As people become more aware of their data privacy rights, there is likely to be an increased number of queries on the data being held on them, which companies will need to respond to without delay.
Data controllers need to be able to tell a person, what data is held on them, what it is used for (why), how it was obtained and for how long. GDPR requires companies to provide notice to website visitors regarding (among other things) the use of tracking technologies.
- Appoint a responsible director for data protection.
- Ensure all service providers used to process data comply with GDPR standards.
- Ensure customers, clients or website users have explicitly consented to their data being stored. Records need to prove that users have agreed to their data being stored and failing to disagree is not enough.
- Have the capacity to permanently erase (or anonymize) a user from records on request.
- Check the terminology of privacy documentation to ensure it is using understandable language.
- Update notices to website visitors to include information on the use of tracking technologies, the use of third-party service providers with whom their data may be shared, how to opt out of such data processing and the consequences of doing so.
RichRelevance, GDPR Compliant by Design
GDPR encourages businesses to use anonymization technology when possible to avoid the processing of personal data. In providing its services, RichRelevance uses an anonymous identifier that does not store shoppers’ personally identifiable information (PII). This identifier isn’t connected to an individual’s personal data, and so would not typically be considered personal data under the definition provided in the GDPR.
In the normal course of operation, RichRelevance has no ability to connect such identifiers back to any of the personal data held by our customer about that individual shopper. Thus, when our customers transmit a website visitor’s anonymous identifier to the RichRelevance personalization service, it is doing so in a manner that prevents RichRelevance from having any ability to know who the user is.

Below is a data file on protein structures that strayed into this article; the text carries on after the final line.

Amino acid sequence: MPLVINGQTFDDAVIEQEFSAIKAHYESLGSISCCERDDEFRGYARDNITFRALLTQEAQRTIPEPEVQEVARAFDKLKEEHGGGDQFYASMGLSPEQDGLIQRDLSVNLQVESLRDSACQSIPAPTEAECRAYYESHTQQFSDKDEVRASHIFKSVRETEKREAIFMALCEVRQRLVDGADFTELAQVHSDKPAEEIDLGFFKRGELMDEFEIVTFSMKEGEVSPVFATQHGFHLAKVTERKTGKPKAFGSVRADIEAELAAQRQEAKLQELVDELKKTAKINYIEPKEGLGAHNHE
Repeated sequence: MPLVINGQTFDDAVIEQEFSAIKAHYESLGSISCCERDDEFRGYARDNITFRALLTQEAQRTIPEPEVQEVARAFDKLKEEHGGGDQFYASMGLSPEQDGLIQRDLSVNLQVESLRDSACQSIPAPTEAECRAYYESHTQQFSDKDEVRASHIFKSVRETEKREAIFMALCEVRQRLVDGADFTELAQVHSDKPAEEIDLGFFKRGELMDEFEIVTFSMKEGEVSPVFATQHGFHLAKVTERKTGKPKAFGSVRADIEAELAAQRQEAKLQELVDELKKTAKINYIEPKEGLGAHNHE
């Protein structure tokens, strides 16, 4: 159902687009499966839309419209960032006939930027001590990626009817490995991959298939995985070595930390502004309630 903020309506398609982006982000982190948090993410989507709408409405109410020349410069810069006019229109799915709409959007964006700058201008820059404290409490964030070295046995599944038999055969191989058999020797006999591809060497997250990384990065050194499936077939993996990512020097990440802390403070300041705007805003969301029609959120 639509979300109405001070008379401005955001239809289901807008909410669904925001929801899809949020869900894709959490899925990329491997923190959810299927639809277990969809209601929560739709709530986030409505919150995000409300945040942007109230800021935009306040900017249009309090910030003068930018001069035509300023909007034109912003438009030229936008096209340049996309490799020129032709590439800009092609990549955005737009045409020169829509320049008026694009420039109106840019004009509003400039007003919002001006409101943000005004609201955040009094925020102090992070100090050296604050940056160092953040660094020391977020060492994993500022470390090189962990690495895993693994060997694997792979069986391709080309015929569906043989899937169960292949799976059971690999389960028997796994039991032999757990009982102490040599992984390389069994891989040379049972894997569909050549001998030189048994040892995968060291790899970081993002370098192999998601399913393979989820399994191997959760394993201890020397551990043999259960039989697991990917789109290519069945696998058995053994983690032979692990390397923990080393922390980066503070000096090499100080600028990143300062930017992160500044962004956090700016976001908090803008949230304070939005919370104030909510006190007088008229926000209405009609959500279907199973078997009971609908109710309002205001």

As a Data Processor RichRelevance is required to process data in strict accordance with the instructions provided by the Data Controller, our customer. Our use of the data is strictly limited and our role is to act only as directed by the Controller and to provide assistance to the Controller in executing their responsibilities under the GDPR, including producing data when requested. RichRelevance is committed to assisting our customers in addressing access requests and will work to locate, whenever possible, all data necessary to honor the rights of data subjects in a timely fashion.
GDPR requires all personal information is processed with the appropriate security. As noted above, while RichRelevance doesn’t typically process or hold personal data for our customers, we of course still have state-of-the-art data centre facilities with stringent access controls and monitoring including the protection against unauthorised or unlawful processing, and against accidental loss, destruction or damage.